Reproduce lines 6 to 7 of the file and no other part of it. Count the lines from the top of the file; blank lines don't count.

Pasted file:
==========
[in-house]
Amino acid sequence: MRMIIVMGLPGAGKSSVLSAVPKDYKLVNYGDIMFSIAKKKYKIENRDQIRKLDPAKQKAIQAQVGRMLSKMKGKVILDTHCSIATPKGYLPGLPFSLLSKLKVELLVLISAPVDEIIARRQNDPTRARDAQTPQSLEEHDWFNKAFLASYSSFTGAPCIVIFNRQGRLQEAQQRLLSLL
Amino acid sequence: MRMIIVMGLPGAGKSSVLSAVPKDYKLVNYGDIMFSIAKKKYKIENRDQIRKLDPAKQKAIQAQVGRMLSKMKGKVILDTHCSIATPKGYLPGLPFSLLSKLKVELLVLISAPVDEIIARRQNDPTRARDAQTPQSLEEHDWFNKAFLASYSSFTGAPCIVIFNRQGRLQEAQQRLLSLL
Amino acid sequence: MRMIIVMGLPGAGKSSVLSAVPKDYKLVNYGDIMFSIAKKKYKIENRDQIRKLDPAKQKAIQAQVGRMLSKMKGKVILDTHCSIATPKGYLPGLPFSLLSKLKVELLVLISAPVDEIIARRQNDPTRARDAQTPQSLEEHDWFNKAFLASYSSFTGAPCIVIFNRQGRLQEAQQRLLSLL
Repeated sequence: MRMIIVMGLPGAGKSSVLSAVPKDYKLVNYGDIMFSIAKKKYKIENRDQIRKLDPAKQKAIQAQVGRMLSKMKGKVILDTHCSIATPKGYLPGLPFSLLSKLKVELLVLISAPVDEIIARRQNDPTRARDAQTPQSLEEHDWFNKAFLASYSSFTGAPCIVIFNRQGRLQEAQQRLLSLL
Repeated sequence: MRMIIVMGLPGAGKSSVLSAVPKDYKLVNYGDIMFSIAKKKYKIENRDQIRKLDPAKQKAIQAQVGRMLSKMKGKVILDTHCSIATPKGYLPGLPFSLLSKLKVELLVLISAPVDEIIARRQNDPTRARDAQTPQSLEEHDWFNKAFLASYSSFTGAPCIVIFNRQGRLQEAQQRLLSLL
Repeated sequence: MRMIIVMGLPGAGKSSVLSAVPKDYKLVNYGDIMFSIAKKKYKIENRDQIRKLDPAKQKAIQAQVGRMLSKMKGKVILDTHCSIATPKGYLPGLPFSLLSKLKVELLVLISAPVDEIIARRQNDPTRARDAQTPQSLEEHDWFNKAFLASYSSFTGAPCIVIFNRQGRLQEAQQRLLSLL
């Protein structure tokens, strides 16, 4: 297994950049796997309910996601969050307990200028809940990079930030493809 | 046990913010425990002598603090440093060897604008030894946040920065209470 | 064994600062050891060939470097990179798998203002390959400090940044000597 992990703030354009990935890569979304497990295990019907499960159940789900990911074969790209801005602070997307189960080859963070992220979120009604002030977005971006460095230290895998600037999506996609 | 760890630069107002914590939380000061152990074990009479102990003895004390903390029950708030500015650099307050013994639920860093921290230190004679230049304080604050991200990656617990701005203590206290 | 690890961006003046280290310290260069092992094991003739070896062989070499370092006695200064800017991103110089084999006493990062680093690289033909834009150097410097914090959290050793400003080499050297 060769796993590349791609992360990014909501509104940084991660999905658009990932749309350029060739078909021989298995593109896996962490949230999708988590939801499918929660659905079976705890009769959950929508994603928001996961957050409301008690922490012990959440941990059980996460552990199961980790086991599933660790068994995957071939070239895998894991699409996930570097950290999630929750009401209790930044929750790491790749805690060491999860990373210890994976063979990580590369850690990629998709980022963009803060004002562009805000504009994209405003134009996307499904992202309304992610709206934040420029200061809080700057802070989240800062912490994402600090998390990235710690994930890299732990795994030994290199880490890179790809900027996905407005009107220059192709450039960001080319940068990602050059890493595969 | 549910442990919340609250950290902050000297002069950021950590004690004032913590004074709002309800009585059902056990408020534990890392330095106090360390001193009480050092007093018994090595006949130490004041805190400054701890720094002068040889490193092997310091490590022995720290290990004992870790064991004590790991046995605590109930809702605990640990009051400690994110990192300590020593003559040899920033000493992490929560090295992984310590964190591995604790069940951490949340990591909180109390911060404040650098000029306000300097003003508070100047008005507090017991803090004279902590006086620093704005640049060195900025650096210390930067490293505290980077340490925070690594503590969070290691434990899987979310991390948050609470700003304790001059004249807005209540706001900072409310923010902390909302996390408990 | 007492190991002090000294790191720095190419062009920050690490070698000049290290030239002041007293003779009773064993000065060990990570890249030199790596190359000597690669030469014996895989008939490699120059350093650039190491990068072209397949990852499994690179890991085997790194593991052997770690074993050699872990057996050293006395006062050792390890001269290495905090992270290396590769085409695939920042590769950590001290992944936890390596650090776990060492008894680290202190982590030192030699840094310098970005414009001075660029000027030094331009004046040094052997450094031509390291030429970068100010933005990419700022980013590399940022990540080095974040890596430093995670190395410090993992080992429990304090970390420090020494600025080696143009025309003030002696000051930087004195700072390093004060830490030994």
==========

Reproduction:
Repeated sequence: MRMIIVMGLPGAGKSSVLSAVPKDYKLVNYGDIMFSIAKKKYKIENRDQIRKLDPAKQKAIQAQVGRMLSKMKGKVILDTHCSIATPKGYLPGLPFSLLSKLKVELLVLISAPVDEIIARRQNDPTRARDAQTPQSLEEHDWFNKAFLASYSSFTGAPCIVIFNRQGRLQEAQQRLLSLL
Repeated sequence: MRMIIVMGLPGAGKSSVLSAVPKDYKLVNYGDIMFSIAKKKYKIENRDQIRKLDPAKQKAIQAQVGRMLSKMKGKVILDTHCSIATPKGYLPGLPFSLLSKLKVELLVLISAPVDEIIARRQNDPTRARDAQTPQSLEEHDWFNKAFLASYSSFTGAPCIVIFNRQGRLQEAQQRLLSLL